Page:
Alex Marro is a Youth Care Coordinator with us at ICAN and he also is a professional Mixed Martial Arts Fighter! He is one of our amazing Mental Health Ambassadors in our campaign to help reduce the stigma of mental health by sharing their stories, how they care for their own mental health and they are inspiring others to speak up when they need help.
Here is Alex’s story…
Fighting Mental Health Starting at Eight Years Old
From a young age, Alex dealt with the daily challenges of mental health. It started when he was around eight years old, while his mother was struggling with a prescription pill addiction and his father was constantly traveling for work. Alex was left to work through his struggles alone with no outlet. At school, he faced bullying and constantly being in and out of the principal’s office. He describes himself as an angry kid who didn’t know how to express his emotions or talk to people. He was diagnosed with clinical depression and eventually bipolar disorder, but all around him was pressure to sweep his emotions and feelings under the rug, so he hid and bottled up his emotions for a very long time.
Alex tried medication to assist with his mental health and depression, ultimately making the decision to no longer take them. He says, “once you put a face to the monster you’re able to keep it under the bed.”
Finding His Outlet, Finding Permission to Talk About Mental Health
Alex found combat sports, and from about ages 12-18, he got the opportunity to really face off with his mental health – addressing it, overcoming it and not working against it. He shares that “the more you put it away, the more dangerous it becomes for you. Not caring for your mental health is like you’re literally beating yourself up.”
He found that when he was in the ring, he could begin to transfer his feelings, but was still hard on himself and still struggled. When he lost a fight, he was angry. The first person he remembers saying something out loud ever concerning his feelings and mental health was his boxing coach. After a losing match and being incredibly upset about it, his coach simply told him, “it’s ok, you can let it out.” That permission from a respected person in his life changed it all. After bottling everything up for so long, he could now let it all out with a more controlled approach.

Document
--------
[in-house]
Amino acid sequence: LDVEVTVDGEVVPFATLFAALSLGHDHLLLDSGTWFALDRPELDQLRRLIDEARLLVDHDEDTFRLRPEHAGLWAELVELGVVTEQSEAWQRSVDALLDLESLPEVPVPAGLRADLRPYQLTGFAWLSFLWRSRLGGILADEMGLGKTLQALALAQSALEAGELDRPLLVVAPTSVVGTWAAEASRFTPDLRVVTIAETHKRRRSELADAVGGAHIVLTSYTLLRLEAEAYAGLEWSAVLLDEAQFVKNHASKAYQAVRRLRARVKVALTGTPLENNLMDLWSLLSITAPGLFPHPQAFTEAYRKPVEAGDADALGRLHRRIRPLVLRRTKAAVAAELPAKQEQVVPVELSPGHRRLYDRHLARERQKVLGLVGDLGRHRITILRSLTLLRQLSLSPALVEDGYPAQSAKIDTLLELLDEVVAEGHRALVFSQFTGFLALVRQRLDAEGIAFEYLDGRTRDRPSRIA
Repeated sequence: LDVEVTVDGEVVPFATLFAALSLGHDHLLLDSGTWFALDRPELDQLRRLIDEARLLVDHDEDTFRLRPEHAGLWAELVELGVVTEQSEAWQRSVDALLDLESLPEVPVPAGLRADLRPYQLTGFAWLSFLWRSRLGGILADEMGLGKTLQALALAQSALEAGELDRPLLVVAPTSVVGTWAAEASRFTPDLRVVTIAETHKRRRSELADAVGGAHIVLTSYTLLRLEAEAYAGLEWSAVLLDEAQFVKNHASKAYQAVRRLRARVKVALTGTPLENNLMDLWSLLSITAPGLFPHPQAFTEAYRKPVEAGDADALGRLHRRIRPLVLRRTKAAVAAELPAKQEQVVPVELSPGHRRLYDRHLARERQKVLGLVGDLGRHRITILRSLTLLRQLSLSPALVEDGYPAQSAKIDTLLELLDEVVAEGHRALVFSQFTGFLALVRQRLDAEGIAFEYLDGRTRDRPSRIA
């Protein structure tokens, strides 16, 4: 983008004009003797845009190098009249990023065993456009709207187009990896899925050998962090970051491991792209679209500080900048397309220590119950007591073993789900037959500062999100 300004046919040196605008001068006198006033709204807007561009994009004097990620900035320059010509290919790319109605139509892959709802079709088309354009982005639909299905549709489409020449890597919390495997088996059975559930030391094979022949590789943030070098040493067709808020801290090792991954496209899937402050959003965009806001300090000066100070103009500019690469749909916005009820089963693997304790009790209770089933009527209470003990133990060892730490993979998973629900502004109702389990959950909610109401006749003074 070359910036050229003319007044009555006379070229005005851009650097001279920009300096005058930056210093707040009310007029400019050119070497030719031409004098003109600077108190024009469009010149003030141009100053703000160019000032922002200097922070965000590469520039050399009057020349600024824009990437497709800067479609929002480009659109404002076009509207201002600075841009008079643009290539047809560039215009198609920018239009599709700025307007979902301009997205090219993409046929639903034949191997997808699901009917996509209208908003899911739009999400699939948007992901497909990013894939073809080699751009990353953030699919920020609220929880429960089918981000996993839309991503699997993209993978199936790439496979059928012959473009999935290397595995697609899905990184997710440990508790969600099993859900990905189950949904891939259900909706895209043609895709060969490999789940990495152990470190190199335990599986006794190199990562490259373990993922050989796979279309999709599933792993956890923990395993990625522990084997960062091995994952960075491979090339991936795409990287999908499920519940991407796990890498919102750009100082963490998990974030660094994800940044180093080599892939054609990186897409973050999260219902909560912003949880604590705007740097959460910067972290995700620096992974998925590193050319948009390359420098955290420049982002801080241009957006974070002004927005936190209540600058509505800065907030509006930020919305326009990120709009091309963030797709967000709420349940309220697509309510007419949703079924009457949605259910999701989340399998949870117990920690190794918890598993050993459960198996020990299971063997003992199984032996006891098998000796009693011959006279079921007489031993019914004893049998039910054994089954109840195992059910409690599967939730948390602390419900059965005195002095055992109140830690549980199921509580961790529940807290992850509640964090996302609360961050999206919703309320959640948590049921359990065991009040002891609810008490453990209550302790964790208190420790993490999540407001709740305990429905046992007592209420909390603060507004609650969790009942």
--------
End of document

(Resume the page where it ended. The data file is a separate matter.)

Full Circle to a Career of Helping Others
Alex went on to study music industry with a focus in copyright law and acoustic engineering at Schenectady Community College, continued Mixed Martial Arts Fighting and became an All American Wrestler. He describes this time as a period of truly understanding and mastering himself in so many ways.
Working at ICAN in human services is something that he kind of fell into. Alex had a worker when he was younger and now in a twist of fate, he has become that in others’ lives. He sees himself in his clients and does things for them that he wishes his workers would have done back in the day with him. “I count my blessings every day that I can do this work,” he shares.
He strives to be a positive influence in their lives and show them that they are not alone.
Paying it Forward to Other Fighters
Coaching young fighters is rewarding every day for Alex, as well as mentoring other upcoming and professional fighters. "You are supposed to have a bulletproof mind in boxing.” That obviously cannot always be the case and can be extremely dangerous, so Alex advocates for fighters' mental health, and checks in with them by asking if they are talking to anyone or if they need help. He has become that adult figure in so many lives that younger fighters can lean on and confide in while learning more about managing their own mental health through Alex.
Mental Health is with you Every. Day.
Alex is the embodiment of the campaign slogan “Everyone Has It. Every Day.” He continues to take it day-by-day and leans into the positive outlets that work for him – physical sports, creating content for his YouTube channel and occasional video games. He loves coming home to his fiance who is someone he shares his struggles with and he can openly talk with. And he loves work! It keeps him level and grounded and allows him to help the kids he works with better.
His parting words?
“Don’t be afraid to be open about things. You’re not alone and there are always people in your corner whether you want to believe it or not.” Finding those people he could confide in and depend on changed his life around. And he hopes it happens for many others as well.